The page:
At the end of every year, Seoul National University Gwanak Campus is packed with cultural events where students present the results of their hard work. The practice rooms for school clubs, the lounges at the Student Center, the Dure Cultural Center, and the stages in Gwanak Dormitory Gaon Hall are crowded with hip-hop, dance, and band performances. From December 13(Tuesday) to 16(Friday), the exhibition LAYERS: Breaking down and Rebuilding was held in the ground floor of the University Cultural Center. The participants of ‘Art Presentation’, a class opened by the Art Management Program, displayed the results in the event. The exhibition, held together by ideas shared from professors, student artists, and exhibition managers, gave spectators a new perspective of viewing the world.
Different Ideas Torn Down Brick by Brick and Reconstructed
The title LAYERS: Breaking down and Rebuilding conveys the aim to break down established methods of understanding and bring new thoughts when an appreciator meets a piece of art. In-yeong Kim (College of Fine Art, master’s student), Eun-kyeong Lee (College of Fine Art, doctoral student), Han-ul Kim (Department of Painting, master’s student). Kyo-il Yang (Department of Painting, master’s student), Do-yeon Kwon (Department of Design, dortoral student), Yeo-jin Yang (Department of Oriental Painting, master’s student), Hee-won Kim (Department of Painting, master’s student), and Soo-Hyeon Park (Department of Oriental Painting, master’s student) are the eight artists that made pieces from various materials such as canvas, silk, and carpets. Different messages build up to give spectators a new experience of the transition of perspective.
The exhibition starts off with Do-yeon Kwon’s Green Leaf. The glass, candle, leaves, and other plain objects are all scattered and spread across the piece. Images were printed and filled by acrylic coloring. The mix of mechanic work and handwork, and the unrealistic expression of ordinary objects show contrasting layers at the same time, such as digital and analog, reality and virtual reality, and technology and mankind. The thoughtlessly perceived information in the digital world pops up in unexpected ways in real life that brings an unfamiliar experience. In-yeong Kim also worked on digital and analog as a theme. Recurrent Style is a carpet weaved with a QR code on it. Instead of additional information, the QR code itself reappears when one scans the code on their phones It is a work that negates the common perception that QR codes are passages that lead to the digital world. It evokes the thought that digital images can be unattached to the original ones in reality. Han-ul Kim shows the two layers, past and present, in her video Me/Art/My Sister. Her and her sister make a list of words that come to mind when it comes to ‘art’, which is made in the same theme and manner as a video made in 2014. The changes between the 8 years show the course of life that makes today’s ‘me’. At the exit of the exhibition holds a place for visitor’s book, where spectators can write their comments on wooden blocks and stack them up like Jenga. Like the subtitle of the exhibition, it means the spectator’s ideas are added up to make new meanings to the work. “Reading the comments made me see our work in a new way,” said Eun-jeong Lee (Art Management, master’s student) of the planning team.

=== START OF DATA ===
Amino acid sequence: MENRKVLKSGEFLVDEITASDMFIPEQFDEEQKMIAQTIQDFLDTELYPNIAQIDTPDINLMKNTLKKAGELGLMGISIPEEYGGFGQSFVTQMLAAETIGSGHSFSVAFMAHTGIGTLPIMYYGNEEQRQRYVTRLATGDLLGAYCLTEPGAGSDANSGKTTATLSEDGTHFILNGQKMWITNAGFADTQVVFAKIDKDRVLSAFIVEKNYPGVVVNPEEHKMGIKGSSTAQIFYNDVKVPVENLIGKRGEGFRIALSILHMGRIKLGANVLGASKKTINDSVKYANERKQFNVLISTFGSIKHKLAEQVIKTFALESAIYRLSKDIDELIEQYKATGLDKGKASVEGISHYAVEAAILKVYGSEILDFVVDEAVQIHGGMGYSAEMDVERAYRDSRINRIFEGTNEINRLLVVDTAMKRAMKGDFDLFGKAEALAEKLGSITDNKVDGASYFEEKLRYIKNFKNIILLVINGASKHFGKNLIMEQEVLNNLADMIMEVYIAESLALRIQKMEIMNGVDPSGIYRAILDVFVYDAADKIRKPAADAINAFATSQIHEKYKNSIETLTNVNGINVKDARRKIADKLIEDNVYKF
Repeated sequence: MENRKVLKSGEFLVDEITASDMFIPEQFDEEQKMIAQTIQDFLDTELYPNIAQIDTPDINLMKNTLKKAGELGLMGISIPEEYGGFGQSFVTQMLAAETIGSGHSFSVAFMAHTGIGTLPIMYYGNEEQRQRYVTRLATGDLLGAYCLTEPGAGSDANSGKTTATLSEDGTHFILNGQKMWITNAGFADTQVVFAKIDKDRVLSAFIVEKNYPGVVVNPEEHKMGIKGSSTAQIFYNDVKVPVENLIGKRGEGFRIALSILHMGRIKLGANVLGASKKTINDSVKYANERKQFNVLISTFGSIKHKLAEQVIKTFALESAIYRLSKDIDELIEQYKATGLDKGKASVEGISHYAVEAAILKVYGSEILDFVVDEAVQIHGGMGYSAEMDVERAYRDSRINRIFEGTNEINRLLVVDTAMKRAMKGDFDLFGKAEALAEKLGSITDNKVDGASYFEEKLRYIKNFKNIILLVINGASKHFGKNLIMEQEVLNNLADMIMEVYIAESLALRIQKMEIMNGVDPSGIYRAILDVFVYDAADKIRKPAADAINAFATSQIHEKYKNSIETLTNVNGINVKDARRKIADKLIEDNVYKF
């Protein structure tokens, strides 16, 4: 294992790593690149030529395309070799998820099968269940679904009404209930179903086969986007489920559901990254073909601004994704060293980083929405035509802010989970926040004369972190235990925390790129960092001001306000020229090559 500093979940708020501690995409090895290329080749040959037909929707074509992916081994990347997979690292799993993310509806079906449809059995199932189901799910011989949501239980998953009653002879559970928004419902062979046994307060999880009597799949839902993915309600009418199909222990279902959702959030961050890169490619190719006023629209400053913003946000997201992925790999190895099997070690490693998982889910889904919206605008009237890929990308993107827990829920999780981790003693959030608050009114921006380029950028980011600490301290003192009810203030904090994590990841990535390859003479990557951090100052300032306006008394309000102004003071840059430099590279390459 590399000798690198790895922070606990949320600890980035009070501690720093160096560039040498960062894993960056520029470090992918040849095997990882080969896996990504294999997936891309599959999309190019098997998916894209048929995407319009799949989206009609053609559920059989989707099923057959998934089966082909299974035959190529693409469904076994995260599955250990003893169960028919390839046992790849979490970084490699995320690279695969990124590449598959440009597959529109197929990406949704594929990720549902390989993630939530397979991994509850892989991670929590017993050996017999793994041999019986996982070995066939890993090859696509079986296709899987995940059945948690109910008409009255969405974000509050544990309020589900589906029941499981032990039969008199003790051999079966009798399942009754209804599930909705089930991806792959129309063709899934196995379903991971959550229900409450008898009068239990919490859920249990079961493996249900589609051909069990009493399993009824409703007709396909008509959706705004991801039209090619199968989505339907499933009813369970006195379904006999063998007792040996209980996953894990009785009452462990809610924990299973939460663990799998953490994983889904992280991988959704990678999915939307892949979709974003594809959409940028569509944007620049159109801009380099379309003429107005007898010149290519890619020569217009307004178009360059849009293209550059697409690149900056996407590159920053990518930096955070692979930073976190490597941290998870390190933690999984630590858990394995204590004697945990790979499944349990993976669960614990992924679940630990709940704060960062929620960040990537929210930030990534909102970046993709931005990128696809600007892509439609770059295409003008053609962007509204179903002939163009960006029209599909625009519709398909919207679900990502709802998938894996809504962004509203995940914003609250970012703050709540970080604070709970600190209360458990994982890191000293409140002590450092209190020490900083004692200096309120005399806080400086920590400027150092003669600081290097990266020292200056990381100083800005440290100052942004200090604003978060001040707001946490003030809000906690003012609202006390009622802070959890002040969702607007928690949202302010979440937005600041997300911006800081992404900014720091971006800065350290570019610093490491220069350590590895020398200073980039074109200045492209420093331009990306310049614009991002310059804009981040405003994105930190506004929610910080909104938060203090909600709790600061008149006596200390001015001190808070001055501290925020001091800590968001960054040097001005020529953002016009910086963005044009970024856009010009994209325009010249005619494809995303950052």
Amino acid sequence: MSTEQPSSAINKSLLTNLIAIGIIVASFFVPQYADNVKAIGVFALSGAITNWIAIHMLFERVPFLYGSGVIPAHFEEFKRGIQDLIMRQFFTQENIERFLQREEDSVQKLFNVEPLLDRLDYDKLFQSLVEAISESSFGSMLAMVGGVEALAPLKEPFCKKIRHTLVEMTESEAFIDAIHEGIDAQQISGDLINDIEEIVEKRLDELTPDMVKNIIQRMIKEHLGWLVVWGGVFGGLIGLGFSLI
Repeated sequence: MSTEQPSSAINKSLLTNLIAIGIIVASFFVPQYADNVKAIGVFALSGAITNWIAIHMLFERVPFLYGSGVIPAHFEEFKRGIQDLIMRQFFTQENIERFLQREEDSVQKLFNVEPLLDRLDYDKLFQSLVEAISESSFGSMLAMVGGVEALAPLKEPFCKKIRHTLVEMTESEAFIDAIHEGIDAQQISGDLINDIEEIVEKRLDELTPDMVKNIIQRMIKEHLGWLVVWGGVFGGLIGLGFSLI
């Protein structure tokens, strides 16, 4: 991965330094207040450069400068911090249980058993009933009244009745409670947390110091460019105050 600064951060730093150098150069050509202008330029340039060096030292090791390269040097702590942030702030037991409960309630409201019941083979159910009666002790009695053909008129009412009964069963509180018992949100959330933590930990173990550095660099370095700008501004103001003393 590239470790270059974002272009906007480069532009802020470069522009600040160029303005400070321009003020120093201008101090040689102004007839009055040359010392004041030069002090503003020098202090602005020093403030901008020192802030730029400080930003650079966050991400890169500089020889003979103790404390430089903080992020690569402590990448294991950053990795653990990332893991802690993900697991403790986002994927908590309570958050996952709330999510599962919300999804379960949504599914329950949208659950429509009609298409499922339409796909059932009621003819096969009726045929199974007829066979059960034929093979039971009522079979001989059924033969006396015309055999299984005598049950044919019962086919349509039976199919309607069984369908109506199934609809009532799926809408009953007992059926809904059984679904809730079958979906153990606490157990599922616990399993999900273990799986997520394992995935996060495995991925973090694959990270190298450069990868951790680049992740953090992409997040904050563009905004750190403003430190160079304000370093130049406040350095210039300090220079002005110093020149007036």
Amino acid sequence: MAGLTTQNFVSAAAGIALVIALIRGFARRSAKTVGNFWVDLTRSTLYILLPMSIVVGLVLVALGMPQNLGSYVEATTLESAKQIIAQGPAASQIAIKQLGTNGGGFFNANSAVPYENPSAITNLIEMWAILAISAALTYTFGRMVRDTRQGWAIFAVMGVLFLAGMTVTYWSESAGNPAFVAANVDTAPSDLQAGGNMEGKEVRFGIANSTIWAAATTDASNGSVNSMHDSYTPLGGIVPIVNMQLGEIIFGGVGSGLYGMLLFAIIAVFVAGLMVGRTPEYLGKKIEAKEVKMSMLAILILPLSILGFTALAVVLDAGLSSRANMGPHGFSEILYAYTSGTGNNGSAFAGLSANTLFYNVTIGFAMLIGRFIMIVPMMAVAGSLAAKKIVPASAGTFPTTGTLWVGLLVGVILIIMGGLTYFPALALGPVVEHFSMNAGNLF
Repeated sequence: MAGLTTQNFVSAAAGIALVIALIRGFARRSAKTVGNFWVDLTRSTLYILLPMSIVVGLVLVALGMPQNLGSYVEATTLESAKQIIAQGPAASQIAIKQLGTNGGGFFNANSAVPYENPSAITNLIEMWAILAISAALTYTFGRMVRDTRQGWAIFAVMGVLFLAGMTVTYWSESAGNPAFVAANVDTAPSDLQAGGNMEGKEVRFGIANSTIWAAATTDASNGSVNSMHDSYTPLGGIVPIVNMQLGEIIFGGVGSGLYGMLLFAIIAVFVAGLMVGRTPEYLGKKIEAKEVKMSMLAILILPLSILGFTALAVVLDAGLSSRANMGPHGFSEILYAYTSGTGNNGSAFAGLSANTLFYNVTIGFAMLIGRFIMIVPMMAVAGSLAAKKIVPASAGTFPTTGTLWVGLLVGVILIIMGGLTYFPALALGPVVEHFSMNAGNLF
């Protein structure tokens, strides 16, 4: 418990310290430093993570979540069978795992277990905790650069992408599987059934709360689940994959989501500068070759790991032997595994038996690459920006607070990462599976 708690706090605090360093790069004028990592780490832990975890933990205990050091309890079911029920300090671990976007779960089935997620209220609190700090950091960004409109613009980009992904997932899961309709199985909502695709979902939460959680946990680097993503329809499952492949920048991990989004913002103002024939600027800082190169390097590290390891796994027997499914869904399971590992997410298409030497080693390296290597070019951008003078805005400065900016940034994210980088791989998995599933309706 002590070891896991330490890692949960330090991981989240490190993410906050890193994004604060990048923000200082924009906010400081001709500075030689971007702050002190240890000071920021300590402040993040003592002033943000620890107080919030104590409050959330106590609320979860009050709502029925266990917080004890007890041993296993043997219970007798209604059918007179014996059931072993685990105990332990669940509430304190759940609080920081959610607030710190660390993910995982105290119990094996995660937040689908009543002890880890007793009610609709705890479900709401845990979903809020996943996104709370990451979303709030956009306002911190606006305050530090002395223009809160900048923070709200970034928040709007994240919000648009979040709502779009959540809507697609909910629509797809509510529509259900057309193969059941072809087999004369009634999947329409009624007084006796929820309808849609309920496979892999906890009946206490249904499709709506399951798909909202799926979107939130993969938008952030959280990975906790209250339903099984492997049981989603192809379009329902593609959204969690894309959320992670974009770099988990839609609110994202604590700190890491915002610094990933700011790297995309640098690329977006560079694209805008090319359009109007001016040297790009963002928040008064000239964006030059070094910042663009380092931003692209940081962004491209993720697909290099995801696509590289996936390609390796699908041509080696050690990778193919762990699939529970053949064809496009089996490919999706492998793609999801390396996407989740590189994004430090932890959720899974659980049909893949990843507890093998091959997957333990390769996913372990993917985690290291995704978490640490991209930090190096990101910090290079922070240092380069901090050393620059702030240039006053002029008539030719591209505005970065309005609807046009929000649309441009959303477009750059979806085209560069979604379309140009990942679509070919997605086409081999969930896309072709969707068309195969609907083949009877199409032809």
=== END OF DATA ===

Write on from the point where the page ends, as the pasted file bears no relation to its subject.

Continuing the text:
An Exhibition Built by Twelve Students All the Way Through
The class ‘Art Presentation’, directed by 23-year exhibition manager professor In-seon Kim, was open on the fall semester of 2021 and is run by the Department of Art Management, a master’s and doctorate program. Students can figure out the situations and systems at work in an exhibition and plan one by themselves through this class. Students are split into the artist team and the management team, and they each exhibit their work and plan for the exhibition. This semester, eight student artists on their master’s and doctorate program for the College of Fine Arts, the Department of Painting, the Department of Design, and the Department of Oriental Painting joined four student managers acquiring their master’s and doctorate degree for Art Management in the class. Artists submit their portfolios, followed by the managers selecting the theme that put the pieces together. After that, exhibit halls are booked, with the promotion and organization on the progress. Participants shared ideas and finished the exhibition. They finished the exhibition all by themselves a day before the event, carrying their work, setting up lamps, painting the walls, and putting up posters in school halls from morning till night. “We had many twists and turns as we didn’t have as much help and money as commercial exhibitions, but we learned a lot through the event”, commented Eun-jeong Lee, who had experienced curation but not the whole process of managing an exhibition. Ye-won Kim (Department of Art Management, master’s student) of the management team saw the preparation as stacking the layers, and received a lot of help from professor Kim when coming up with the main theme of the exhibition. “The chatroom was busy with chats from the professor and students,” she noted, “and this class by far was the most active class with a lot of communication among students.”
Professor Kim stressed that students not only understand the world of art but learn how to communicate, cooperate, and express mutual respect through this class. A group of people having to compromise to finish an exhibition, that is the message of ‘Art Presentation’ and LAYERS.
Kyu-rim Lee (Department of Journalism)